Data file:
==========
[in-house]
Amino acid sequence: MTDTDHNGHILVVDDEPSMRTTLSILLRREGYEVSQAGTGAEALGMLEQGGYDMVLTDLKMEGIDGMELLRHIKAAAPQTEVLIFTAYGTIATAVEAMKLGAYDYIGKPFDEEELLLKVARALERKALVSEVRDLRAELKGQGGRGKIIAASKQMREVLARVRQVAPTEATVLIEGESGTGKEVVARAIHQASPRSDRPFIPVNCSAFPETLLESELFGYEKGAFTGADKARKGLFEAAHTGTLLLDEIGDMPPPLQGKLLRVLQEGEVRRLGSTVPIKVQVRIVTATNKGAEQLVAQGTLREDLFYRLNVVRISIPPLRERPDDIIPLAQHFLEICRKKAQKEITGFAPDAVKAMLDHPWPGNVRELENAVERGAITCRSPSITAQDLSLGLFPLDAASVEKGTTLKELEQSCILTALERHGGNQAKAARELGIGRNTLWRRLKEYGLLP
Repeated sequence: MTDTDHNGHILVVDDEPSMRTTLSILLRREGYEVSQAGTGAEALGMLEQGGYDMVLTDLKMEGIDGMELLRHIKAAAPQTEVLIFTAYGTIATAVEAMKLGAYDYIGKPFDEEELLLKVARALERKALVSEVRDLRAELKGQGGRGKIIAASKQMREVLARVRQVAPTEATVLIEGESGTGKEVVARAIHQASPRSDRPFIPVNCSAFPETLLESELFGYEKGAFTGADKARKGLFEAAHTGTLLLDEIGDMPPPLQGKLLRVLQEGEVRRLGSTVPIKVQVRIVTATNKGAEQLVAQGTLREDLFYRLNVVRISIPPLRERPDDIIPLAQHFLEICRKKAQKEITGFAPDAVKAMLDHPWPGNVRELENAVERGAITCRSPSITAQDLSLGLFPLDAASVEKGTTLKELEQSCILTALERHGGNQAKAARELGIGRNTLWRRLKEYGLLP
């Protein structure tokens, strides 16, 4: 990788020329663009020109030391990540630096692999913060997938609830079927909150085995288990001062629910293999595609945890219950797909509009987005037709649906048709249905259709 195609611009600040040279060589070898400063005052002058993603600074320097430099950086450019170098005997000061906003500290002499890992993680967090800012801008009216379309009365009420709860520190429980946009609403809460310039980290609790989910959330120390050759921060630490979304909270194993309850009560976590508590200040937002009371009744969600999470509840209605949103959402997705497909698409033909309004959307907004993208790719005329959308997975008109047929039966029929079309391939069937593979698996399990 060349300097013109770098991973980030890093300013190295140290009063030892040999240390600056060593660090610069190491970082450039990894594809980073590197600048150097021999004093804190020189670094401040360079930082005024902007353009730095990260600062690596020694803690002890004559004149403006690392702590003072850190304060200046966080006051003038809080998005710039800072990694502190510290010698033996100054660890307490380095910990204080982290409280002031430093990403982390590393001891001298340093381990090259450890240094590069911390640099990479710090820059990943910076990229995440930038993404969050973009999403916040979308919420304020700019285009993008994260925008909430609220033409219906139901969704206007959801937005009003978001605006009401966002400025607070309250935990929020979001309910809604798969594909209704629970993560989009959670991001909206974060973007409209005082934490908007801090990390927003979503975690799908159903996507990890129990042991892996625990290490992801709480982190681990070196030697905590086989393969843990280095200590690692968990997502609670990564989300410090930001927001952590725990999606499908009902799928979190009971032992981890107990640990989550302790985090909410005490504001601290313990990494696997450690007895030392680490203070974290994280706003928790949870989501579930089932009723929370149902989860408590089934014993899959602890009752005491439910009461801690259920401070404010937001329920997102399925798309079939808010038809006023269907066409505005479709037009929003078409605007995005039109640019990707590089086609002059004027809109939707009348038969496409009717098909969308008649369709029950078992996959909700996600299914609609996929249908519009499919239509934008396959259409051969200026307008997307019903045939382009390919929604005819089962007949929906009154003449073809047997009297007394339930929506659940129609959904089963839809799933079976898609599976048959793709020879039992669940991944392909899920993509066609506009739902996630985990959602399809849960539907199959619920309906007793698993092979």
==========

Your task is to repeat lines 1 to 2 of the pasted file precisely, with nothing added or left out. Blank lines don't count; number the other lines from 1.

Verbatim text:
[in-house]
Amino acid sequence: MTDTDHNGHILVVDDEPSMRTTLSILLRREGYEVSQAGTGAEALGMLEQGGYDMVLTDLKMEGIDGMELLRHIKAAAPQTEVLIFTAYGTIATAVEAMKLGAYDYIGKPFDEEELLLKVARALERKALVSEVRDLRAELKGQGGRGKIIAASKQMREVLARVRQVAPTEATVLIEGESGTGKEVVARAIHQASPRSDRPFIPVNCSAFPETLLESELFGYEKGAFTGADKARKGLFEAAHTGTLLLDEIGDMPPPLQGKLLRVLQEGEVRRLGSTVPIKVQVRIVTATNKGAEQLVAQGTLREDLFYRLNVVRISIPPLRERPDDIIPLAQHFLEICRKKAQKEITGFAPDAVKAMLDHPWPGNVRELENAVERGAITCRSPSITAQDLSLGLFPLDAASVEKGTTLKELEQSCILTALERHGGNQAKAARELGIGRNTLWRRLKEYGLLP